The President's Grandfather
HARVARD HAS about 125 notable old clocks. Fifty came in 1943 from Grenville L. Winthrop, A.B. 1886, LL.B. '89 (who gave to the Fogg Art Museum...
HARVARD HAS about 125 notable old clocks. Fifty came in 1943 from Grenville L. Winthrop, A.B. 1886, LL.B. '89 (who gave to the Fogg Art Museum 3,700 treasures in all: archaic jades, paintings by Gainsborough and Ingres, Wedgwood in quantity, French porcelain, pre-Columbian sculpture, on and on). A wall clock, with later supporting case, made by Ahasuerus Fromanteel about 1660 is one of the first-known pendulum clocks; a swing marks a second gone. A favorite of Charles A. Ditmas Jr., G '45, honorary keeper of the clocks at the Fogg for decades, is a traveling timepiece made by John Paulet of London in about 1710. Only 6Zx inches tall, it has a gilt case, a silver face, and an alarm. Among the Winthrop clocks are Dutch musical affairs that play tunes on as many as 16 bells and a delightful English musical mantel clock, made by John Thwaites about 1780, with a case of red tortoiseshell, silver finials by Hester Bateman, and a four-tune repertoire.
William J.H. Andrewes, Wheatland curator of the Collection of Historical Scientific Instruments, looks after about two dozen clocks, most of them Harvard's precision timekeepers, including two hydrogen masers and a cesium-beam atomic clock. "The earliest timepiece, which probably dates from the late seventeenth century, is by the famous English clockmaker Thomas Tompion," says Andrewes. (He patented the cylinder escapement.) "We have an English regulator--i.e., a clock designed to provide a standard by which other clocks could be regulated --which was bought by Harvard in 1765 for £35 14s. The remaining clocks date from after 1800. Some were used for astronomical purposes-- one, by William Bond and Son, being the timekeeper for determining standard time for New England in the 1870s."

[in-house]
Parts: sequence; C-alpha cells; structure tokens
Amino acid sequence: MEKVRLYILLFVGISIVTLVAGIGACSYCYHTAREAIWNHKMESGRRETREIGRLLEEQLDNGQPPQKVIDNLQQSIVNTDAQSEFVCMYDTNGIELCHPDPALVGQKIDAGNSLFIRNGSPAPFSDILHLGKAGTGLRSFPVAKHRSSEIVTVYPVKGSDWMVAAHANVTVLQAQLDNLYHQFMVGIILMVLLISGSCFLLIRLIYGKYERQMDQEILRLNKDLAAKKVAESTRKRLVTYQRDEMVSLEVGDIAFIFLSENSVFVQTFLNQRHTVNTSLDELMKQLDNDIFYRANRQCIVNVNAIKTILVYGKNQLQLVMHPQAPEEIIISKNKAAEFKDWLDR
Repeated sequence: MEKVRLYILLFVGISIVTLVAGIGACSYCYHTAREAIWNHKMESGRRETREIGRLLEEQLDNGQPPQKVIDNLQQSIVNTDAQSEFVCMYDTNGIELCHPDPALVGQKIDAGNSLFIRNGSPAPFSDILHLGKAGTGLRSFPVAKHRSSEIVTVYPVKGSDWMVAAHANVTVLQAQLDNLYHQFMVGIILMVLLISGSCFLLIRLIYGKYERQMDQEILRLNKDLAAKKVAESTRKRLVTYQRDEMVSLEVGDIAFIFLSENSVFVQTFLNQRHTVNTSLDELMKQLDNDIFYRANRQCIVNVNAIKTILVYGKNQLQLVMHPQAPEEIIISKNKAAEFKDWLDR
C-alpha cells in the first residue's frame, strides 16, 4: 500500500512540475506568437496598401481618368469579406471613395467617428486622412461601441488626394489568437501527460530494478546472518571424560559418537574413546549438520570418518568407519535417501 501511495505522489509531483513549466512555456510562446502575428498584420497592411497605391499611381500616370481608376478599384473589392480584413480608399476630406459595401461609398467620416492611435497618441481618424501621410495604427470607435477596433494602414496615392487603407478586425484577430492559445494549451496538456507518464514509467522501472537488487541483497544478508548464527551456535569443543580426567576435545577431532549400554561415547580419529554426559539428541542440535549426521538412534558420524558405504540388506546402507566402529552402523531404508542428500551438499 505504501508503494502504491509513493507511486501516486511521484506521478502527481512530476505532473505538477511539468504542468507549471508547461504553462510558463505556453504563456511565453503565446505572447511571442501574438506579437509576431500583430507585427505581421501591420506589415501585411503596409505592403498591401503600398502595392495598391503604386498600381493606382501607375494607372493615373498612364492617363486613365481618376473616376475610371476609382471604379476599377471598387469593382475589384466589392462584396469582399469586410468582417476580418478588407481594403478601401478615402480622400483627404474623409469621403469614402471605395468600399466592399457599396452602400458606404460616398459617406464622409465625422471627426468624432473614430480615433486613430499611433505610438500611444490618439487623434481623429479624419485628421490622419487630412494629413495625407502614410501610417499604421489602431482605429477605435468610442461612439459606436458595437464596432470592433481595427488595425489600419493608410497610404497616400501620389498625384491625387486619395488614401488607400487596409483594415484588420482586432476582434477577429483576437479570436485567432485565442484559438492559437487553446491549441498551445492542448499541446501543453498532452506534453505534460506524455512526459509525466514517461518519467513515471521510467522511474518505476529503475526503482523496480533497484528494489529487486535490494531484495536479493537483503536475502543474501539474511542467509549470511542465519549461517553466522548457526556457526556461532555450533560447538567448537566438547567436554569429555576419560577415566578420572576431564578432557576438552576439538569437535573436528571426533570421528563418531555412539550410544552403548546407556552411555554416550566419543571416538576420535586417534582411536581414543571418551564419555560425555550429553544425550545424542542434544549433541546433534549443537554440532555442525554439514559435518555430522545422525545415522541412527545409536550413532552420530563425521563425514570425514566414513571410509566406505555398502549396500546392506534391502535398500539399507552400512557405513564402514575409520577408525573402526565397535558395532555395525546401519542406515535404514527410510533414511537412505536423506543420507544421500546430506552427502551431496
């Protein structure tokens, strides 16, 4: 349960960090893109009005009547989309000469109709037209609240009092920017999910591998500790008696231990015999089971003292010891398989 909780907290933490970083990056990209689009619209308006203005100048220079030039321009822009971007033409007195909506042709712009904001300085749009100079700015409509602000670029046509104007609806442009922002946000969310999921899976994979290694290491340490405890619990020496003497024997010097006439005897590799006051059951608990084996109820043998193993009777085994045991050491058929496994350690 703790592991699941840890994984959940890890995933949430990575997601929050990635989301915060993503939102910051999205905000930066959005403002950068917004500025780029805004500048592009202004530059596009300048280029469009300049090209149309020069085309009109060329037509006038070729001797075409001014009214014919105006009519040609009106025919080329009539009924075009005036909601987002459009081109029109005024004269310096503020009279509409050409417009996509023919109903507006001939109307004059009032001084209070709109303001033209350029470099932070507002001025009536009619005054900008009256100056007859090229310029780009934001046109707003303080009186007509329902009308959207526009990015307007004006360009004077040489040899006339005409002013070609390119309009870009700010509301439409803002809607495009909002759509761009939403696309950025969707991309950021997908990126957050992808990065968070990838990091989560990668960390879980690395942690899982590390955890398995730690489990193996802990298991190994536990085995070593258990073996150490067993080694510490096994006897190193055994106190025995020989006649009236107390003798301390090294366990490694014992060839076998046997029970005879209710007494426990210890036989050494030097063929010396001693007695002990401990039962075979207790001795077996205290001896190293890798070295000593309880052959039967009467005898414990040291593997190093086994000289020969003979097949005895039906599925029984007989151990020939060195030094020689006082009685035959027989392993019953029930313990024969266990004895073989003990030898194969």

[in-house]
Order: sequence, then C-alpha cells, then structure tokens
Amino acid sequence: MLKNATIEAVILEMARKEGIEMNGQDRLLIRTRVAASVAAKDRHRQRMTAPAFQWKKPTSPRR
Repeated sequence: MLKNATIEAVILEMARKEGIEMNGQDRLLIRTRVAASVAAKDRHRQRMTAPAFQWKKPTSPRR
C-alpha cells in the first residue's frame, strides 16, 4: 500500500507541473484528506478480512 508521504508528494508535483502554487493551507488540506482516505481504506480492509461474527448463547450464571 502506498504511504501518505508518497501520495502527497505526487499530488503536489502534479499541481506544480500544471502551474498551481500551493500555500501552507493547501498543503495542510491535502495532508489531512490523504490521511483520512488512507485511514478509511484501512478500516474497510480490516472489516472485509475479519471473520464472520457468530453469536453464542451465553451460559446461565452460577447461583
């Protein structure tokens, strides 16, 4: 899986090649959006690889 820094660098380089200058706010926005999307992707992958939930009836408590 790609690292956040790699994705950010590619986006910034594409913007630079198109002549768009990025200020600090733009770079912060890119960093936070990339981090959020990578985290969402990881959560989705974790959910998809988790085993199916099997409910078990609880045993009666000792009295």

The other 50 of Harvard's elderly clocks ticktock in meeting rooms and in the offices of the favored. Andrewes and Sandra Grindlay, curator of the University Portrait Collection and manager of its loan program, have inventoried them. They include a banjo regulator clock made in 1829 by Massachusetts craftsman Simon Willard that now regulates the dean of the Faculty of Arts and Sciences. Willard had been employed by Harvard to care for its clocks for 50 years and gave this one to the College in gratitude.
The clock shown here stands in the office of the president. It was made by Joseph Gooding, born in Dighton, Massachusetts, in 1773, who in 1797 began the manufacture there of tall, mahogany-cased clocks that told time, the day of the month, and the moon's phases. This was his eighth clock. Grindlay's research suggests that Gooding and his four brothers, apprenticed to him, might have made all parts of their clocks-- works, dials, and cases--a tour de force in America at that time. The insect on the dial, which will not be shooed away, reminds us of what we know well about time--millennia fly.